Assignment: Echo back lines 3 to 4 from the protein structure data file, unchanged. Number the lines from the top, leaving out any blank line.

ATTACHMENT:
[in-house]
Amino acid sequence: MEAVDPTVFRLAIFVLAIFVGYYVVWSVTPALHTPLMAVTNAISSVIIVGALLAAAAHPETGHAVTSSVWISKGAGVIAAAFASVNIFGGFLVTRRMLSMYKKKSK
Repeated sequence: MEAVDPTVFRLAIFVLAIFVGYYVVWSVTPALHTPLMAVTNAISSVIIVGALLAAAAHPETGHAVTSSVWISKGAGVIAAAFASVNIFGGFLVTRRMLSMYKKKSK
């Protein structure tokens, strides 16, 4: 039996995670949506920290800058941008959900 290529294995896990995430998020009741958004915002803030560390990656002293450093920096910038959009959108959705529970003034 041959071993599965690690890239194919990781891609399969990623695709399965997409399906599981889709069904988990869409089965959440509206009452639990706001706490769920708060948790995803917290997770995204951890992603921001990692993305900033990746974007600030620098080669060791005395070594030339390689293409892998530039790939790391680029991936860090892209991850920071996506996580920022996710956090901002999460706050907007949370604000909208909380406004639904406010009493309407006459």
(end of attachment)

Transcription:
Repeated sequence: MEAVDPTVFRLAIFVLAIFVGYYVVWSVTPALHTPLMAVTNAISSVIIVGALLAAAAHPETGHAVTSSVWISKGAGVIAAAFASVNIFGGFLVTRRMLSMYKKKSK
């Protein structure tokens, strides 16, 4: 039996995670949506920290800058941008959900 290529294995896990995430998020009741958004915002803030560390990656002293450093920096910038959009959108959705529970003034 041959071993599965690690890239194919990781891609399969990623695709399965997409399906599981889709069904988990869409089965959440509206009452639990706001706490769920708060948790995803917290997770995204951890992603921001990692993305900033990746974007600030620098080669060791005395070594030339390689293409892998530039790939790391680029991936860090892209991850920071996506996580920022996710956090901002999460706050907007949370604000909208909380406004639904406010009493309407006459």